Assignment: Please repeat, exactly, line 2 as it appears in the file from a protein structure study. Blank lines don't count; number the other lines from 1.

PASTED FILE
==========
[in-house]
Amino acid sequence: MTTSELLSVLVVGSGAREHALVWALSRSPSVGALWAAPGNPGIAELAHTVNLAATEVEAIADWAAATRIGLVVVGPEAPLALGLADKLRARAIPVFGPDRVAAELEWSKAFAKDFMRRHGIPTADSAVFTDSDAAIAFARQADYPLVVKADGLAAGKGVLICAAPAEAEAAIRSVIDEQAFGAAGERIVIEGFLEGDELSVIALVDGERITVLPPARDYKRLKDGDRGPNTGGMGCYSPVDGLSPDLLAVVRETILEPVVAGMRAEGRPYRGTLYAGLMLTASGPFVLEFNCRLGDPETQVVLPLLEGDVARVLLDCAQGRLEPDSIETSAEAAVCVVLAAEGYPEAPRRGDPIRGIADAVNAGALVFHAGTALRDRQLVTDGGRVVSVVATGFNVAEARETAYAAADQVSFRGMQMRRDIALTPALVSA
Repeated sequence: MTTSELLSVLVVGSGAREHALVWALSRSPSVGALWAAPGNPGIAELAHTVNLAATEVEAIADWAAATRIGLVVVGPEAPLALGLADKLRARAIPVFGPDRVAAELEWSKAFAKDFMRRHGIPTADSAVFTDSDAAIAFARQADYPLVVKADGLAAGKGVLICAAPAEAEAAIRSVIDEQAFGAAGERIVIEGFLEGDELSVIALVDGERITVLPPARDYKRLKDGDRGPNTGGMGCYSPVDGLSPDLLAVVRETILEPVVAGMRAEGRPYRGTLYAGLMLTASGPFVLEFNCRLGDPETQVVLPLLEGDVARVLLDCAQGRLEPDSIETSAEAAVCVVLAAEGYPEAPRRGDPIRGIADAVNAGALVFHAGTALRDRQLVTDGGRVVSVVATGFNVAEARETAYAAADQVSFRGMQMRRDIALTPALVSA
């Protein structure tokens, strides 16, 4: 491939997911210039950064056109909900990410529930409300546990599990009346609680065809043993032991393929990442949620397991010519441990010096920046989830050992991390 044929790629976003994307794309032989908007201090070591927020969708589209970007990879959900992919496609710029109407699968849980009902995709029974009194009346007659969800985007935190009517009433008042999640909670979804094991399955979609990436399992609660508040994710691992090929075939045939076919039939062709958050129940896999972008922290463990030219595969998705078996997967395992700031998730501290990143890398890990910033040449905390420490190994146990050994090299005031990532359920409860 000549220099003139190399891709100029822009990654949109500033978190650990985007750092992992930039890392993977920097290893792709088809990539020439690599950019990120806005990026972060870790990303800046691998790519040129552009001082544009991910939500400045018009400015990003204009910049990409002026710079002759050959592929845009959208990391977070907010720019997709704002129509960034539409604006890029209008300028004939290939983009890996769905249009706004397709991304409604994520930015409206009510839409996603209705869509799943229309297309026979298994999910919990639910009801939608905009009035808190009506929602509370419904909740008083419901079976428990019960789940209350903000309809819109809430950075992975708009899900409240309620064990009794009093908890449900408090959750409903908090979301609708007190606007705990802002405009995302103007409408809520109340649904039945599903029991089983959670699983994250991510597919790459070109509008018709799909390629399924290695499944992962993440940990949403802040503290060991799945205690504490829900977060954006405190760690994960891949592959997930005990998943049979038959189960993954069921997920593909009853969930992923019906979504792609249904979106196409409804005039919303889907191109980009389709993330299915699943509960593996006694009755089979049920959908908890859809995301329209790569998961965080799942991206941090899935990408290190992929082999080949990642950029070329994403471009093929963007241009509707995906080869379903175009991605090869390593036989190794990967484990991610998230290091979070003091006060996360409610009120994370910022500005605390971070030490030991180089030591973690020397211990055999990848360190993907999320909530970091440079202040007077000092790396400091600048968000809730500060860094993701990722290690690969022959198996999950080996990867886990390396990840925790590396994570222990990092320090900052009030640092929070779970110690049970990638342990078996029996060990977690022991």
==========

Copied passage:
Amino acid sequence: MTTSELLSVLVVGSGAREHALVWALSRSPSVGALWAAPGNPGIAELAHTVNLAATEVEAIADWAAATRIGLVVVGPEAPLALGLADKLRARAIPVFGPDRVAAELEWSKAFAKDFMRRHGIPTADSAVFTDSDAAIAFARQADYPLVVKADGLAAGKGVLICAAPAEAEAAIRSVIDEQAFGAAGERIVIEGFLEGDELSVIALVDGERITVLPPARDYKRLKDGDRGPNTGGMGCYSPVDGLSPDLLAVVRETILEPVVAGMRAEGRPYRGTLYAGLMLTASGPFVLEFNCRLGDPETQVVLPLLEGDVARVLLDCAQGRLEPDSIETSAEAAVCVVLAAEGYPEAPRRGDPIRGIADAVNAGALVFHAGTALRDRQLVTDGGRVVSVVATGFNVAEARETAYAAADQVSFRGMQMRRDIALTPALVSA